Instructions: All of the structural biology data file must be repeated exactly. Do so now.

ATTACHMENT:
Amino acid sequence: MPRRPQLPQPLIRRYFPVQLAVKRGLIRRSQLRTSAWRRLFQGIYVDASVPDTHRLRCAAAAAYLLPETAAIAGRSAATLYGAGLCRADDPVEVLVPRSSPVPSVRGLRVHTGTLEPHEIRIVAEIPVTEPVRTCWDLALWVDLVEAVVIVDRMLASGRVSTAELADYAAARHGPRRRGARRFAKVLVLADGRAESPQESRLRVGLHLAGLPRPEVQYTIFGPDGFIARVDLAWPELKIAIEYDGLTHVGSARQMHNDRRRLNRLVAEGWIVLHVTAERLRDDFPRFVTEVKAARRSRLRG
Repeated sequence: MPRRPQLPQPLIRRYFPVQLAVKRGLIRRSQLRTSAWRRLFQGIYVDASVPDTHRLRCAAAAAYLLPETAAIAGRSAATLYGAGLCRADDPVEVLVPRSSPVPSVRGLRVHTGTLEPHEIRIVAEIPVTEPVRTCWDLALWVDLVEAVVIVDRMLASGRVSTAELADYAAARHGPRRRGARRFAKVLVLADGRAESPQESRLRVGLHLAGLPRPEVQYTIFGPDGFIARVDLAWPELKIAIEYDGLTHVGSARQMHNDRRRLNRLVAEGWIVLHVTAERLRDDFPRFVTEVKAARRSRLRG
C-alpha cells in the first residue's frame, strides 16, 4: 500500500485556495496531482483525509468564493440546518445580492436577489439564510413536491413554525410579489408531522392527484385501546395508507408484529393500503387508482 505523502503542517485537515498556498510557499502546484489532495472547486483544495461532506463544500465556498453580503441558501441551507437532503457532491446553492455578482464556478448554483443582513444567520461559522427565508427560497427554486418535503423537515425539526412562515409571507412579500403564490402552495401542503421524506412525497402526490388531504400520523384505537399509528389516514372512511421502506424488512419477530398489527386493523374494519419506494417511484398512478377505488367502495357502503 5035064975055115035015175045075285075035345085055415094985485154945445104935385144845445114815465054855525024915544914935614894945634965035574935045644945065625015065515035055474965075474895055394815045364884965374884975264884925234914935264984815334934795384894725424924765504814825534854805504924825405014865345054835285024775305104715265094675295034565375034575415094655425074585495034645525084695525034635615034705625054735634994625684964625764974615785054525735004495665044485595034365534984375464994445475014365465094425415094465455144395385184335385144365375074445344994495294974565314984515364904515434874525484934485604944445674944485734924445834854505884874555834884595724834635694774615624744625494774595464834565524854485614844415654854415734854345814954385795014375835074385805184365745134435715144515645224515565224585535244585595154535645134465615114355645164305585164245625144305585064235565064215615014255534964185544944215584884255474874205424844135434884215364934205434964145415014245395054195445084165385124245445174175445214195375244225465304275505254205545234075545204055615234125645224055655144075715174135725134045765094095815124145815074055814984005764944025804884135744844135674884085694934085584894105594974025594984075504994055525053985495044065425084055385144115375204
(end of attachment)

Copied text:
Amino acid sequence: MPRRPQLPQPLIRRYFPVQLAVKRGLIRRSQLRTSAWRRLFQGIYVDASVPDTHRLRCAAAAAYLLPETAAIAGRSAATLYGAGLCRADDPVEVLVPRSSPVPSVRGLRVHTGTLEPHEIRIVAEIPVTEPVRTCWDLALWVDLVEAVVIVDRMLASGRVSTAELADYAAARHGPRRRGARRFAKVLVLADGRAESPQESRLRVGLHLAGLPRPEVQYTIFGPDGFIARVDLAWPELKIAIEYDGLTHVGSARQMHNDRRRLNRLVAEGWIVLHVTAERLRDDFPRFVTEVKAARRSRLRG
Repeated sequence: MPRRPQLPQPLIRRYFPVQLAVKRGLIRRSQLRTSAWRRLFQGIYVDASVPDTHRLRCAAAAAYLLPETAAIAGRSAATLYGAGLCRADDPVEVLVPRSSPVPSVRGLRVHTGTLEPHEIRIVAEIPVTEPVRTCWDLALWVDLVEAVVIVDRMLASGRVSTAELADYAAARHGPRRRGARRFAKVLVLADGRAESPQESRLRVGLHLAGLPRPEVQYTIFGPDGFIARVDLAWPELKIAIEYDGLTHVGSARQMHNDRRRLNRLVAEGWIVLHVTAERLRDDFPRFVTEVKAARRSRLRG
C-alpha cells in the first residue's frame, strides 16, 4: 500500500485556495496531482483525509468564493440546518445580492436577489439564510413536491413554525410579489408531522392527484385501546395508507408484529393500503387508482 505523502503542517485537515498556498510557499502546484489532495472547486483544495461532506463544500465556498453580503441558501441551507437532503457532491446553492455578482464556478448554483443582513444567520461559522427565508427560497427554486418535503423537515425539526412562515409571507412579500403564490402552495401542503421524506412525497402526490388531504400520523384505537399509528389516514372512511421502506424488512419477530398489527386493523374494519419506494417511484398512478377505488367502495357502503 5035064975055115035015175045075285075035345085055415094985485154945445104935385144845445114815465054855525024915544914935614894945634965035574935045644945065625015065515035055474965075474895055394815045364884965374884975264884925234914935264984815334934795384894725424924765504814825534854805504924825405014865345054835285024775305104715265094675295034565375034575415094655425074585495034645525084695525034635615034705625054735634994625684964625764974615785054525735004495665044485595034365534984375464994445475014365465094425415094465455144395385184335385144365375074445344994495294974565314984515364904515434874525484934485604944445674944485734924445834854505884874555834884595724834635694774615624744625494774595464834565524854485614844415654854415734854345814954385795014375835074385805184365745134435715144515645224515565224585535244585595154535645134465615114355645164305585164245625144305585064235565064215615014255534964185544944215584884255474874205424844135434884215364934205434964145415014245395054195445084165385124245445174175445214195375244225465304275505254205545234075545204055615234125645224055655144075715174135725134045765094095815124145815074055814984005764944025804884135744844135674884085694934085584894105594974025594984075504994055525053985495044065425084055385144115375204